Fortunately, as the US and Germany have a tax treaty, you will only need to pay inheritance tax once.

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  • Could you explain what you are saying with "German law applies" and "US state law applies"? Are these the perspectives of some conflict of laws regulations? I'm sure there are some rules and precedents in the US for conflicts of laws situations and not only "can only be resolved by the courts".
    – K-HB
    Jan 20 at 7:39
  • The way to think of it is "German law applies" means "German laws claim jurisdiction", which may impose obligations under their law wherever they want on paper, but for US situs assets, they may not actually be able to do anything about it without US cooperation. For income taxes for example, most countries claim to "tax" worldwide income of residents in calculations, but they can only legally extract the (full) amount from assets actually in their jurisdiction. Or jail you if you're physically present.
    – obscurans
    Jan 21 at 0:27
  • The bank account is in Germany, and a German bank will pay half the money to the children who are heirs according to German law. And half the money to the husband, which is his share according to German laws. If the husband sent a copy of a US court order before money is paid out... there would be some head scratching at the bank.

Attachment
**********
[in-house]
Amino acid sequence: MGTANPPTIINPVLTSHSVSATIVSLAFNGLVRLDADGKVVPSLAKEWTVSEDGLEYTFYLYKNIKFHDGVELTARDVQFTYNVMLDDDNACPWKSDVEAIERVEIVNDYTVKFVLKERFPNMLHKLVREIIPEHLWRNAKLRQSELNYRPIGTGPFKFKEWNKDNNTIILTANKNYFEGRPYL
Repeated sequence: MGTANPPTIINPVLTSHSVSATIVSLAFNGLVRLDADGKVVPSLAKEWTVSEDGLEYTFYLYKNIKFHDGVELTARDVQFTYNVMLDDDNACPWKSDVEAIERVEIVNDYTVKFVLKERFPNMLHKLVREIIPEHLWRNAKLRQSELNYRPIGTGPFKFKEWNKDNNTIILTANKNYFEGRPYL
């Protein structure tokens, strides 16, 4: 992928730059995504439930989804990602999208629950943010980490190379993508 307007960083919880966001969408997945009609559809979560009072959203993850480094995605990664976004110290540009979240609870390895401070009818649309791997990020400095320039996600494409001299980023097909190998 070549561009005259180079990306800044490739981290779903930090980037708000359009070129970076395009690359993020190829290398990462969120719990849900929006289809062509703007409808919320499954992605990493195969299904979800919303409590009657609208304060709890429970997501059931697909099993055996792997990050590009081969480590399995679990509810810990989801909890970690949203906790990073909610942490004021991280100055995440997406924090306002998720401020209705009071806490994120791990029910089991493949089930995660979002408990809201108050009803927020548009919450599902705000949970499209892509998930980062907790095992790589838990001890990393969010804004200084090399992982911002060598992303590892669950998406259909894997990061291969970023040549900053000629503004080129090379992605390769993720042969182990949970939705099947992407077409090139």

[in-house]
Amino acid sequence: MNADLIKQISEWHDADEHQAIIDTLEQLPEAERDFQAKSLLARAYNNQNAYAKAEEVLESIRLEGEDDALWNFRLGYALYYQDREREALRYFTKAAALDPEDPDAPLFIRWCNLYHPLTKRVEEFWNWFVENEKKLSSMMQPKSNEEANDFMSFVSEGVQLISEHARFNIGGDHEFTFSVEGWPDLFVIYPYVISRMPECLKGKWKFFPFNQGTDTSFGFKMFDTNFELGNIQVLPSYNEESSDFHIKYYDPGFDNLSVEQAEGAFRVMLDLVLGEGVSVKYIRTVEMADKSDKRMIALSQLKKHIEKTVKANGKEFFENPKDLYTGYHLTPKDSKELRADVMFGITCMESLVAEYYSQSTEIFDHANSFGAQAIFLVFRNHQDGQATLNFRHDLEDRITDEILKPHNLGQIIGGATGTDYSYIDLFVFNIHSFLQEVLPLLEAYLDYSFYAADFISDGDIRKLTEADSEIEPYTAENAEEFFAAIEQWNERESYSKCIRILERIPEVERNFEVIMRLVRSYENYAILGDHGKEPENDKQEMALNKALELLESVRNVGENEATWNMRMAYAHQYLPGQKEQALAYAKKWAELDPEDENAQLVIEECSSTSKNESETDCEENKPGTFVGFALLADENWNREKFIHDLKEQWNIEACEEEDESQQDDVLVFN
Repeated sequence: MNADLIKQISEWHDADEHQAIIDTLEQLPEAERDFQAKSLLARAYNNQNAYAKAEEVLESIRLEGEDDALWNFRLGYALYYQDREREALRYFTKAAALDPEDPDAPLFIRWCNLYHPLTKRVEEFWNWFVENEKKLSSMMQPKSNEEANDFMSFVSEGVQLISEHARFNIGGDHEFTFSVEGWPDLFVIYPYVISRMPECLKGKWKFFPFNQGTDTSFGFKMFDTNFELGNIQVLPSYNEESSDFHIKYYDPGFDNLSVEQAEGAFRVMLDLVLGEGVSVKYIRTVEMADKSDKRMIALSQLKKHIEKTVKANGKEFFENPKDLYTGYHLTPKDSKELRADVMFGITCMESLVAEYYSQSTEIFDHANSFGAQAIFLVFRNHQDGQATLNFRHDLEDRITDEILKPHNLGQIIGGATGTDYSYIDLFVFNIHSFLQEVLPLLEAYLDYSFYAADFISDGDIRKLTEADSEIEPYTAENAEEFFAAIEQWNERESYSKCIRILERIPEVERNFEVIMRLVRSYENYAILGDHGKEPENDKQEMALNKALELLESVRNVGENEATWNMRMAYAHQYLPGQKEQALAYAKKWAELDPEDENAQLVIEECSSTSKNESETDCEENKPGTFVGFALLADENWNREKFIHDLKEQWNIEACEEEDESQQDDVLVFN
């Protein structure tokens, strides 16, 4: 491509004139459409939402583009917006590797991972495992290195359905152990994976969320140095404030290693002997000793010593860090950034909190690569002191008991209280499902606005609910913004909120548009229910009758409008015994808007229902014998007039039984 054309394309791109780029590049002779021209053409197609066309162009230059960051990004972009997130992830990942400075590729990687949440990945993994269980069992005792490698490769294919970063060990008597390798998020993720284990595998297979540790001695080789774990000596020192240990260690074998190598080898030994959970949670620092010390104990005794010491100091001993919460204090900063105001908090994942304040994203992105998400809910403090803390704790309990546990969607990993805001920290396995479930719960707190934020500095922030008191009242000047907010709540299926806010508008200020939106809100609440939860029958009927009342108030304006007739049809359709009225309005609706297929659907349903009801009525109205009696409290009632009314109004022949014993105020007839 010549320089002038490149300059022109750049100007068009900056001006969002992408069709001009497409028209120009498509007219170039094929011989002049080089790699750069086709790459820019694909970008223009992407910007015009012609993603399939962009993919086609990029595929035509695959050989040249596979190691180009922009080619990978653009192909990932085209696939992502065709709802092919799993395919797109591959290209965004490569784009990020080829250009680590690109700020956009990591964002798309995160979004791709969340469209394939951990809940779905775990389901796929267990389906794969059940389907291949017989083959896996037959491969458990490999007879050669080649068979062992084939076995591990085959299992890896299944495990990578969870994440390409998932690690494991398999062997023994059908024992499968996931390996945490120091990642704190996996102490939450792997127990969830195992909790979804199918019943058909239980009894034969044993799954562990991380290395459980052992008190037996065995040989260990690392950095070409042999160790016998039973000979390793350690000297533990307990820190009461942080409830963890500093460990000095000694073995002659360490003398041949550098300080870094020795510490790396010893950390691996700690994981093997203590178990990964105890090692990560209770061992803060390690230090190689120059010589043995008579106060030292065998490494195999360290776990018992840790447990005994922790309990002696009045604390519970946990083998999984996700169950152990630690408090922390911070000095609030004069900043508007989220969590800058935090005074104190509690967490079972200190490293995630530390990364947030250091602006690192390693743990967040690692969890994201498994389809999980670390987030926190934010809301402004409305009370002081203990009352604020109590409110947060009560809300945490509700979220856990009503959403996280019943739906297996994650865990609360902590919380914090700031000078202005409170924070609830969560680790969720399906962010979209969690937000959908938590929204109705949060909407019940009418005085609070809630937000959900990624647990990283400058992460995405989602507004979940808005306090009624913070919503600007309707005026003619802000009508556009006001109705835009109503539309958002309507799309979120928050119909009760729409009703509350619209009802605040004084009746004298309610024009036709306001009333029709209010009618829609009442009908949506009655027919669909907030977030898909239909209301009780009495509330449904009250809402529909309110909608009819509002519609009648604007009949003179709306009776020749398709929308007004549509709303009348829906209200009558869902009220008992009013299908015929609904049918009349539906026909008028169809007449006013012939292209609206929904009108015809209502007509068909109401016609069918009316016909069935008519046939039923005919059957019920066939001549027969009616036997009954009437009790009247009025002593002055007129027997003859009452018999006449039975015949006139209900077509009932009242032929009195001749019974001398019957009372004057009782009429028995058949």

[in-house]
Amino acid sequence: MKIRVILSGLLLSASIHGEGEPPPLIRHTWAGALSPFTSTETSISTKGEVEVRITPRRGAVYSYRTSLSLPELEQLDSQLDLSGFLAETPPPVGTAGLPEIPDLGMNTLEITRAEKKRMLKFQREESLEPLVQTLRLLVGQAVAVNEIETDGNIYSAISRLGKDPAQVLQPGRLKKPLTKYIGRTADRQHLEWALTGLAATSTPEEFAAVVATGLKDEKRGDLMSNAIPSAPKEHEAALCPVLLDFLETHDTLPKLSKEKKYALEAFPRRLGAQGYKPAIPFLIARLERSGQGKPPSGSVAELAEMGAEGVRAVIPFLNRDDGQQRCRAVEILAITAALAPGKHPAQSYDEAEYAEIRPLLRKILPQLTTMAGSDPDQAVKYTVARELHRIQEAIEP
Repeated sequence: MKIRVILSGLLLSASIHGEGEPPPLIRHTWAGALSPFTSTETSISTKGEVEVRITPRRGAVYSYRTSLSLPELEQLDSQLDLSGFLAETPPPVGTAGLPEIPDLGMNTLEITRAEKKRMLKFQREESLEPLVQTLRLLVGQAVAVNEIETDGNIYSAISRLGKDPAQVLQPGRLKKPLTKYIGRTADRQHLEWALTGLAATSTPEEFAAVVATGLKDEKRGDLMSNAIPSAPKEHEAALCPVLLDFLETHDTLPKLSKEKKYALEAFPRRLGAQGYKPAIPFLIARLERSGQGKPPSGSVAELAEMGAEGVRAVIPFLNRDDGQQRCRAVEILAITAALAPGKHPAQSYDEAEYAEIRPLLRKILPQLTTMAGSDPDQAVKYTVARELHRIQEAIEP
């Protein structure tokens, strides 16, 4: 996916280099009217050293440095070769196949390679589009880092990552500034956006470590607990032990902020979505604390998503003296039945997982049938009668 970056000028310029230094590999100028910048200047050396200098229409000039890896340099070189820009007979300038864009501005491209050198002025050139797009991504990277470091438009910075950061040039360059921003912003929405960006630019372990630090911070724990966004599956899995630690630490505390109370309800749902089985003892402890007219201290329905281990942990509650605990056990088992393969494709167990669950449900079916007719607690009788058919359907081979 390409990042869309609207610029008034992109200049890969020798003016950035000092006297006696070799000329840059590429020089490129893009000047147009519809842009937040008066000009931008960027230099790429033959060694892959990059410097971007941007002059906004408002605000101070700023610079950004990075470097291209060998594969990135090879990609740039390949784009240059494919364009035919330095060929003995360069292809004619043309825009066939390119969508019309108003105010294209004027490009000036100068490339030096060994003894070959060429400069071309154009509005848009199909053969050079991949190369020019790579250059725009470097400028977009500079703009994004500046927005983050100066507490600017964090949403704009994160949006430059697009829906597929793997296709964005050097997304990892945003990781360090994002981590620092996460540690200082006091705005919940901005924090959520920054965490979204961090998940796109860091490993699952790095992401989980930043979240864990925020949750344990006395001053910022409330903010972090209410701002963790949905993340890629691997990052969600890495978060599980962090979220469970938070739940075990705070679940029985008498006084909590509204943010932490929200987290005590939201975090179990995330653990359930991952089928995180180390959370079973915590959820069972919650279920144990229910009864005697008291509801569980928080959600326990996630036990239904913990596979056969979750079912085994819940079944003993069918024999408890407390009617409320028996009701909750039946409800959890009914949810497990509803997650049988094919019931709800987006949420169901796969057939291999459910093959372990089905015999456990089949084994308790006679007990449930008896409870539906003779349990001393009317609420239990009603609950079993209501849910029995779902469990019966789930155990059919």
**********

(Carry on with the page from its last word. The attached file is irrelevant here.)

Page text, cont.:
– gnasher729
    Jan 21 at 16:13
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It is complicated. The US (state) law and the German law both have rules on conflict of laws. I can only deal with the German part:

The deciding law is the Regulation (EU) No 650/2012 for the applicable law in matters of succession. The deceased did not choose a law. Art. 21 § 1 says:

Unless otherwise provided for in this Regulation, the law applicable to the succession as a whole shall be the law of the State in which the deceased had his habitual residence at the time of death.

So the succession is ruled according to the law of the US. As the inheritance law differs between the states in the US, Art. 36 § 1 is relevant: